What is Dogwood Initiative? Answering that question is one of the challenges we face. We don’t “sound-bite” well.

When I was a volunteer I joined some lengthy discussions about how to get our message across succinctly. We eventually got it down to one paragraph.

It starts like this: “Dogwood Initiative helps British Columbians exercise local control to create healthy and prosperous communities.” Not bad, but how clear a picture can we get from a few words?

Our actions stand on the firm belief that communities by right may govern themselves and that democracy is dependent on an active and engaged citizenry. The trend seems to be for the locus of power and decision-making to move further from the communities in which most people live. Power is displaced: it circulates in a privileged realm, outside of real places where real people live and work.

In an era of ever-increasing globalization much of the power to make decisions rests with financial markets. How can local citizens engage the transnational, national and provincial decision-makers that decide the future of their communities?

That is the question Dogwood Initiative has set out to answer. Although 94% of BC is public land, logging, mining, and oil and gas interests control over 80% of it through long-term licences. Environmental deregulation, corporate consolidation, and tax policies that create incentives to replace people with machines have further eroded communities’ ability to decide their future.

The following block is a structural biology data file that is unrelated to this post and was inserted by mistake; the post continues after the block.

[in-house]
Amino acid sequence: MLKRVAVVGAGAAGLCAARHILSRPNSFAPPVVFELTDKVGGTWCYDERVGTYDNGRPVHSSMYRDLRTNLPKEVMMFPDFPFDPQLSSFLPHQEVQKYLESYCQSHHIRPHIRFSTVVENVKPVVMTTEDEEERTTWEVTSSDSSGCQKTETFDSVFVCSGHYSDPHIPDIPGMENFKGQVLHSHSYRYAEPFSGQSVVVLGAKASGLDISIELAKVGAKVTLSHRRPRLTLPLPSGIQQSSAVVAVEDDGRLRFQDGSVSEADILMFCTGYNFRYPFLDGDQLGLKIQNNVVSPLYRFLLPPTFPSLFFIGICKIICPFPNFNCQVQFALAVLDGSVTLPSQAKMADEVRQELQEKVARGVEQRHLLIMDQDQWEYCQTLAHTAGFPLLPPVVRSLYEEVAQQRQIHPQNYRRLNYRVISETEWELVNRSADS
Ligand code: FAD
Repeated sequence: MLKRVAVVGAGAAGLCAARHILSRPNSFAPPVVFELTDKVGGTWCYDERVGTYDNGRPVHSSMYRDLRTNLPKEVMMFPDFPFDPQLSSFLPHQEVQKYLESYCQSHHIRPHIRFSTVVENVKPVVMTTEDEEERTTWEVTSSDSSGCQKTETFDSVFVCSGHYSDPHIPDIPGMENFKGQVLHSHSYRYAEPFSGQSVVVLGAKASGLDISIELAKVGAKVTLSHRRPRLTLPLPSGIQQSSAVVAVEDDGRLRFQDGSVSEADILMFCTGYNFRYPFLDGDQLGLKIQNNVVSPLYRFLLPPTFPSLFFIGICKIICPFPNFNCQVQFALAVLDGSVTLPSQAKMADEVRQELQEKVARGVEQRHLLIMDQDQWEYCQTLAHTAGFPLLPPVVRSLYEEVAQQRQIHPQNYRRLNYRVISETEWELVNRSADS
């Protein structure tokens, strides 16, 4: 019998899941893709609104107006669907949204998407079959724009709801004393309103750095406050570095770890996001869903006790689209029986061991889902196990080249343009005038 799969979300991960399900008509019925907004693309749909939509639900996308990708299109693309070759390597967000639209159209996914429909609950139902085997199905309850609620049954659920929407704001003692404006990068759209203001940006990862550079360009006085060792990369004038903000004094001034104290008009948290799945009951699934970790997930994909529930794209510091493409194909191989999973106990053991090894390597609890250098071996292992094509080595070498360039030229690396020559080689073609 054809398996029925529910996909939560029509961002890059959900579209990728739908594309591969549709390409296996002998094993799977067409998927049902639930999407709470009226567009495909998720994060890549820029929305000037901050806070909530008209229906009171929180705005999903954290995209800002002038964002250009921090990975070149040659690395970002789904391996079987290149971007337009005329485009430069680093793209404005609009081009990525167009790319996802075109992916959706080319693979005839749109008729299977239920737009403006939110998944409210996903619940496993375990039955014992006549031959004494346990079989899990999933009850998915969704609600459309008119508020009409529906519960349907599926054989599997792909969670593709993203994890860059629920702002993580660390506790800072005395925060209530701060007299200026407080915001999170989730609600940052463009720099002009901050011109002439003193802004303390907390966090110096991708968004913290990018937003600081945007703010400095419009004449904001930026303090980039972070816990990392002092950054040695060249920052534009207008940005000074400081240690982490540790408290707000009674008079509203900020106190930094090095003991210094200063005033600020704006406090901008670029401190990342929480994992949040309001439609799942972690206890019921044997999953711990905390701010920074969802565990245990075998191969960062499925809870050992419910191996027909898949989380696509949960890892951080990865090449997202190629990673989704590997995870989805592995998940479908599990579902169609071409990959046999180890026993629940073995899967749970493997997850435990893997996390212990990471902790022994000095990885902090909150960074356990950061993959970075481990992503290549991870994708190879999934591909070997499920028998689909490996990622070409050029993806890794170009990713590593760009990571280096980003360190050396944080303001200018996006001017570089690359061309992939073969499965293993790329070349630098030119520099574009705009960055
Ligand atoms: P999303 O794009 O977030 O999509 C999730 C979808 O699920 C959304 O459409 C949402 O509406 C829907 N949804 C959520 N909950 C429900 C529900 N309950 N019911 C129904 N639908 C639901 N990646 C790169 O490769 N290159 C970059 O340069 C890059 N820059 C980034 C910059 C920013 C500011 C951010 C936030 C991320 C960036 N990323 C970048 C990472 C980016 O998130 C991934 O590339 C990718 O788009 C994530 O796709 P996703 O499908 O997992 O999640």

Nevertheless, there are mechanisms that can put power back in the hands of local communities. Finding and using these mechanisms to create a sustainable future is what Dogwood is all about.

In Northern BC, we are working with First Nations that are intent on stopping seven oil and gas projects and associated tankers proposed for BC’s north coast. The legal clout of First Nations with land claims in the area and strong public opposition to lifting the 34-year-old moratorium on tankers in the Inside Passage are creating delays and financial risk for the likes of Enbridge’s Gateway pipeline. Dogwood is working to notify Enbridge’s investors of these risks. By doing so we can leverage the power of the financial markets to enable northern communities and First Nations to define their own future.

In the Bulkley Valley and other areas facing proposed coalbed methane developments, we are countering the government’s fast-tracking of coalbed methane by helping local citizens learn about the potential impact of coalbed methane extraction on their environment and lives. We are holding the Government’s farcical consultation process to account and making sure the voice of the local community is heard.

Province-wide, our efforts to understand why the present government pursues policies that prioritize short-term corporate gain over long-term community benefit has led us to produce a database of contributions to political parties and seek campaign finance reform. These efforts-as well as our work on community forests, the relationships we are building with the ethical investment community and the alliances we have helped create among First Nations. -are all geared at levelling the playing field and restoring power to local people.

These issues have motivated communities to organize and stand up for their rights. As they do so they are also entering into a larger debate about community control, climate change and national energy policies.

The story of Dogwood Initiative is the story of individuals and communities effecting positive change, not only locally but also in the global context. Tomorrow can be a better day. But it’s up to us to make it happen.